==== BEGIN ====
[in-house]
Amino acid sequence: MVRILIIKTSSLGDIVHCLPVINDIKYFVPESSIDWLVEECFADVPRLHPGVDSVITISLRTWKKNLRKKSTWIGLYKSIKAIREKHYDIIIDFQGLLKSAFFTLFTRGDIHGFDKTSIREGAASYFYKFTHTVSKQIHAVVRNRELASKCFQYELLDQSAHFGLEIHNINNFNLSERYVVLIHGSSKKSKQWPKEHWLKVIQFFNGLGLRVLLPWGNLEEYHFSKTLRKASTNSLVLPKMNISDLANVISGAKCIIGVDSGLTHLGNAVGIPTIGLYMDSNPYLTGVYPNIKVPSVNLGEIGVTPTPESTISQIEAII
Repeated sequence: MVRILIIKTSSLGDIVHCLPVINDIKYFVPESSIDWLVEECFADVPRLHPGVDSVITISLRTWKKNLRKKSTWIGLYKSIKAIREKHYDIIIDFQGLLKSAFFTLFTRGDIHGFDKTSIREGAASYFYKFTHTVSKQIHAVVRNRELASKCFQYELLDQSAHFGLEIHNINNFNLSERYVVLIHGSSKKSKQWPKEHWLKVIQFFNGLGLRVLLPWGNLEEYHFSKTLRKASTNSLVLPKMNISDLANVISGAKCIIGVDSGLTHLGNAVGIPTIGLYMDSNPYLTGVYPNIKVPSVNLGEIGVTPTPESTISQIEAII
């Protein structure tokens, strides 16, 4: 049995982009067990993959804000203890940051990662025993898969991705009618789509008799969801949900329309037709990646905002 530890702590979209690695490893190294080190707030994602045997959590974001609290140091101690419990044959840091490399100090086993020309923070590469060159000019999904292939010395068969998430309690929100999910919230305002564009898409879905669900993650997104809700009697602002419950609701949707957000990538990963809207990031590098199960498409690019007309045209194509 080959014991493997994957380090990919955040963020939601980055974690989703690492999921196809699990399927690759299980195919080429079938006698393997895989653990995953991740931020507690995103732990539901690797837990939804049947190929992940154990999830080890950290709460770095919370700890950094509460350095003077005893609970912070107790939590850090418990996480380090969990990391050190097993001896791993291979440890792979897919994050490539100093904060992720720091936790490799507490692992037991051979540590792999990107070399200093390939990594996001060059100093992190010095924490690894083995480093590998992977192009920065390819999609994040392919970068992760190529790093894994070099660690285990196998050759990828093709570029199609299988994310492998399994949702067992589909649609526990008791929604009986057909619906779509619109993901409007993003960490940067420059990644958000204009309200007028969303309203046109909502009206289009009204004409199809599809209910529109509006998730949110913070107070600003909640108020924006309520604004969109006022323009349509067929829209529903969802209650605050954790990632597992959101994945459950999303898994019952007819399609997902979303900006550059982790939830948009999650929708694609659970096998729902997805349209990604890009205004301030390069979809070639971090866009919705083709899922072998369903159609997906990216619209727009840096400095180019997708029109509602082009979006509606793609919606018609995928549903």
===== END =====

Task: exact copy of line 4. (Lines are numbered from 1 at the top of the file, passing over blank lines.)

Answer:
């Protein structure tokens, strides 16, 4: 049995982009067990993959804000203890940051990662025993898969991705009618789509008799969801949900329309037709990646905002 530890702590979209690695490893190294080190707030994602045997959590974001609290140091101690419990044959840091490399100090086993020309923070590469060159000019999904292939010395068969998430309690929100999910919230305002564009898409879905669900993650997104809700009697602002419950609701949707957000990538990963809207990031590098199960498409690019007309045209194509 080959014991493997994957380090990919955040963020939601980055974690989703690492999921196809699990399927690759299980195919080429079938006698393997895989653990995953991740931020507690995103732990539901690797837990939804049947190929992940154990999830080890950290709460770095919370700890950094509460350095003077005893609970912070107790939590850090418990996480380090969990990391050190097993001896791993291979440890792979897919994050490539100093904060992720720091936790490799507490692992037991051979540590792999990107070399200093390939990594996001060059100093992190010095924490690894083995480093590998992977192009920065390819999609994040392919970068992760190529790093894994070099660690285990196998050759990828093709570029199609299988994310492998399994949702067992589909649609526990008791929604009986057909619906779509619109993901409007993003960490940067420059990644958000204009309200007028969303309203046109909502009206289009009204004409199809599809209910529109509006998730949110913070107070600003909640108020924006309520604004969109006022323009349509067929829209529903969802209650605050954790990632597992959101994945459950999303898994019952007819399609997902979303900006550059982790939830948009999650929708694609659970096998729902997805349209990604890009205004301030390069979809070639971090866009919705083709899922072998369903159609997906990216619209727009840096400095180019997708029109509602082009979006509606793609919606018609995928549903």